Business

She started a newspaper that helps Ohio's inmates rebuild their lives

Posted June 22, 2018 10:04 a.m. EDT

— One phone call changed the trajectory of Tracy Brumfield's life.

It was March 2017 and she had just gotten home from working the night shift at an addiction treatment center when the phone rang. Aurore Fournier, the program director with nonprofit People's Liberty, told Brumfield she had won a $100,000 grant to help her launch a newspaper aimed at helping Cincinnati's incarcerated population get the help they need to rebuild their lives and stay out of jail.

"The grant enabled me to be funded for six issues, and I said 'Let's go," said Brumfield.

The newspaper, which Brumfield named RISE, offers resources on housing, jobs, education, health care and addiction treatment centers. It also shares the personal stories of inmate's struggle, hope and empowerment.

"People who are in jail, especially those for the first time, are scared and ashamed. They don't know how to ask for help or where to get it," Brumfield said. "We want to help them get back on their feet when they do come back into society,"

For Brumfield, this mission is personal. Now, 51, she's had her own years' long struggle with addiction and has served time behind bars as a result.

For her, what began as an addiction to painkillers progressed to heroin use. She had been in and out of drug treatment programs a few times, but would always relapse. Then, in 2010, she was arrested and charged with felony drug possession.

"I was unemployed and in bad shape. I thought my life was over," said Brumfield, who had earlier worked in magazine publishing, including various positions in copy writing, marketing and ad sales.

But things got worse before they got better. After she was released she violated her probation several times, which ultimately landed her in prison for six months in 2012.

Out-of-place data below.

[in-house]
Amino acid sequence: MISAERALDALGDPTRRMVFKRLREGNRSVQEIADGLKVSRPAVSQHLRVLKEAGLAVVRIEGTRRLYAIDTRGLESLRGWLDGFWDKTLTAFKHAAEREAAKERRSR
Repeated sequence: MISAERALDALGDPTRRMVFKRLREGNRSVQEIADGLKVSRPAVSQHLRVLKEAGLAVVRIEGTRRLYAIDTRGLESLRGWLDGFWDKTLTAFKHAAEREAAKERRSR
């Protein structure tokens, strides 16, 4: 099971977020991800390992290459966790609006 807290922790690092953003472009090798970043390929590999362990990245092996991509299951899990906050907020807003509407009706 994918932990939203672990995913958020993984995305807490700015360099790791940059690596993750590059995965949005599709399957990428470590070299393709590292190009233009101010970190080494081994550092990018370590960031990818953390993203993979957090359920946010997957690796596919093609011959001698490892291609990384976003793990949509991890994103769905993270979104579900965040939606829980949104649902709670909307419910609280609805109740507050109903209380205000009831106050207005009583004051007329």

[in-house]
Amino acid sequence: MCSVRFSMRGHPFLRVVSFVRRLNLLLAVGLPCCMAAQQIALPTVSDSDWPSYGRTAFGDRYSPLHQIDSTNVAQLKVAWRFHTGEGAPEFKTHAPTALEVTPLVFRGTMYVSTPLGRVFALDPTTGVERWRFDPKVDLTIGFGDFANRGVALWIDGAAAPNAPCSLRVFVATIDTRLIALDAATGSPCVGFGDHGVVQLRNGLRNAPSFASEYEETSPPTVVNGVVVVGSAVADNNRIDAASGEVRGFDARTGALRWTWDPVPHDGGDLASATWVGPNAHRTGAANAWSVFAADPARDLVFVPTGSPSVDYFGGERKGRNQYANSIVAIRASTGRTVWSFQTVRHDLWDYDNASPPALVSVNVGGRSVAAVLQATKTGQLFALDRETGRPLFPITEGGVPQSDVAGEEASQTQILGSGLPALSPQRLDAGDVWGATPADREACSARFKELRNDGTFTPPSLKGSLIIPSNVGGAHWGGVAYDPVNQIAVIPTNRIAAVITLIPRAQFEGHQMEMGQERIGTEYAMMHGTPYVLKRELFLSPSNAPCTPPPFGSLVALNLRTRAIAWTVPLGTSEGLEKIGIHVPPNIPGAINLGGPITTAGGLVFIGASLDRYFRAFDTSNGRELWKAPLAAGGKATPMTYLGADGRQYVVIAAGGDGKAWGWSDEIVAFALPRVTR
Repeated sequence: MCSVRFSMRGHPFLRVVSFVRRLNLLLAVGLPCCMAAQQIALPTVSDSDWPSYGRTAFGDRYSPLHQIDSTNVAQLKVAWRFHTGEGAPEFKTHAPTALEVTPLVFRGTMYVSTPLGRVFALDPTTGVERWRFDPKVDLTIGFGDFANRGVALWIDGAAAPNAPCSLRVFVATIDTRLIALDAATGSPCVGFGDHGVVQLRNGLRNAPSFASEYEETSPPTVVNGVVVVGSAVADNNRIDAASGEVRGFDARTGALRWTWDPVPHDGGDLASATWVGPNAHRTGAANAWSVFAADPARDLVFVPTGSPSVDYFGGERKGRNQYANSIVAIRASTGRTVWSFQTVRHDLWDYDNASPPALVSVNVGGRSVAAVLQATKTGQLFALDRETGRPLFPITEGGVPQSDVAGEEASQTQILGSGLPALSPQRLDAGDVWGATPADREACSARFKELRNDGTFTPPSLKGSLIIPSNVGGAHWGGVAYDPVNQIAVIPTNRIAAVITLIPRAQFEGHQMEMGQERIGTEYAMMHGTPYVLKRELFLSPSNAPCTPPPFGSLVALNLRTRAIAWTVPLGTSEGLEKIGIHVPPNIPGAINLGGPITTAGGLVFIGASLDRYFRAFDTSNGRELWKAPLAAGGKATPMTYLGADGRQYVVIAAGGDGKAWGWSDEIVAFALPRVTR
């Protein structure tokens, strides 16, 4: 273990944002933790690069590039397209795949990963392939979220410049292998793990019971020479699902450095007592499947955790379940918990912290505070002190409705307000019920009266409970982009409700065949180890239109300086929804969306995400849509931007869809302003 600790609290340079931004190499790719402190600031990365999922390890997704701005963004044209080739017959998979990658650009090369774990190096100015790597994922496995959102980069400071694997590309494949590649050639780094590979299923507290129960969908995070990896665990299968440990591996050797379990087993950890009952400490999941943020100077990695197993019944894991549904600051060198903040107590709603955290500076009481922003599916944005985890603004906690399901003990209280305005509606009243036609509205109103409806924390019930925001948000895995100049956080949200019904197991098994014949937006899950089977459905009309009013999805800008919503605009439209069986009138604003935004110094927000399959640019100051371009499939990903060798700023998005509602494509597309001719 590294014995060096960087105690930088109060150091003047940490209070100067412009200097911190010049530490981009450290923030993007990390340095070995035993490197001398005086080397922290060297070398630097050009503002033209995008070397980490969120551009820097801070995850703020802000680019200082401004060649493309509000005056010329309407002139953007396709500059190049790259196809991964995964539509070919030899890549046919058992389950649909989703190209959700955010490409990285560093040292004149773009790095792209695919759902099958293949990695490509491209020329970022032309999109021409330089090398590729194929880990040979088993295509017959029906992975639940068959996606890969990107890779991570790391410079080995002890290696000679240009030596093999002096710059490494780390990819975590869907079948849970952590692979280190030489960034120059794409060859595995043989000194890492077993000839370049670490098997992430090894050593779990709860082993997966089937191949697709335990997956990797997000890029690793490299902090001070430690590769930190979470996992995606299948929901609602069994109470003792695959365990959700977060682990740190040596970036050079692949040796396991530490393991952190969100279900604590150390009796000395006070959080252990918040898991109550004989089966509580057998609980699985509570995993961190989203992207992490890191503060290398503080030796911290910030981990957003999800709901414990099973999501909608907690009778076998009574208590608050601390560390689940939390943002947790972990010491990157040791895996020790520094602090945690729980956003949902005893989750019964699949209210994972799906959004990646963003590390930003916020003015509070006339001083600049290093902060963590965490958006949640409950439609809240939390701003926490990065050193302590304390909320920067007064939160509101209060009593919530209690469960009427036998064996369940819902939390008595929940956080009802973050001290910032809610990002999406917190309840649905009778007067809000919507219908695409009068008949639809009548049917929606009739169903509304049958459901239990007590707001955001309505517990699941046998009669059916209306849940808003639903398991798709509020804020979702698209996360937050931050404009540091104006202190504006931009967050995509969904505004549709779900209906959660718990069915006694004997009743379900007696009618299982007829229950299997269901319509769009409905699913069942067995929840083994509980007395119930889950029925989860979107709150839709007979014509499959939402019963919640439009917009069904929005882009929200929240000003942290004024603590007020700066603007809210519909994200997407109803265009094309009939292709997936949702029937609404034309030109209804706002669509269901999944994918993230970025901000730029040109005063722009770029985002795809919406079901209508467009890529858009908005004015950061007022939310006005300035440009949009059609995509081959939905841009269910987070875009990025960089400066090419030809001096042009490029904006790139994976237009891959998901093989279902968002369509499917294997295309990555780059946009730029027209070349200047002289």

She spiraled downward for a few years, unemployed, homeless and unable to overcome her addiction. Until 2014. "It hit me hard that I couldn't do this anymore," she said.

For the next two years she worked on her recovery while volunteering and mentoring women in the Cincinnati jails and working a $10 an hour night-shift as an aide at an addiction treatment center.

That's when the idea for RISE struck her.

Within a month of finding out she won the grant, Brumfield had put a small editorial team in place -- a writer, a designer, a managing editor and an intern -- and contracted with a vendor to print the paper. The grant covered those expenses and left her with a small stipend.

The first issue of RISE -- called The Recovery Issue -- launched in August 2017. "We printed a first run of 5,000 copies," said Brumfield.

The paper is currently on its ninth issue and is distributed for free every five weeks. Half the distribution goes to correctional facilities, while the rest goes to places like health clinics, shelters and food banks. More than 40,000 copies have been distributed to five correctional facilities in three counties between Ohio and Kentucky so far.

"The response has been so positive because RISE is providing a service to an overlooked and underserved population," said Brumfield.

Brumfield has already raised an additional $112,000 to keep RISE going in its second year of operation. The funding includes contributions from Scripps Howard Foundation, Duke Energy Foundation, Proctor & Gamble, Hamilton County (Cincinnatti) Sheriff's office and the Haile Foundation.

Brumfield says she needs another $10,000 to meet her annual operating budget.

RISE Up News, the company that publishes the newspaper, isn't generating revenue yet but Brumfield hopes to bring advertisers and sponsors on board. Ultimately, she hopes to make RISE available to inmates nationwide.

"Being able to take my passion for helping others through their journey of recovery, incarceration and reentry and my professional passion for publishing has been the single greatest opportunity I have ever had," said Brumfield. "It finally feels like my real life has started."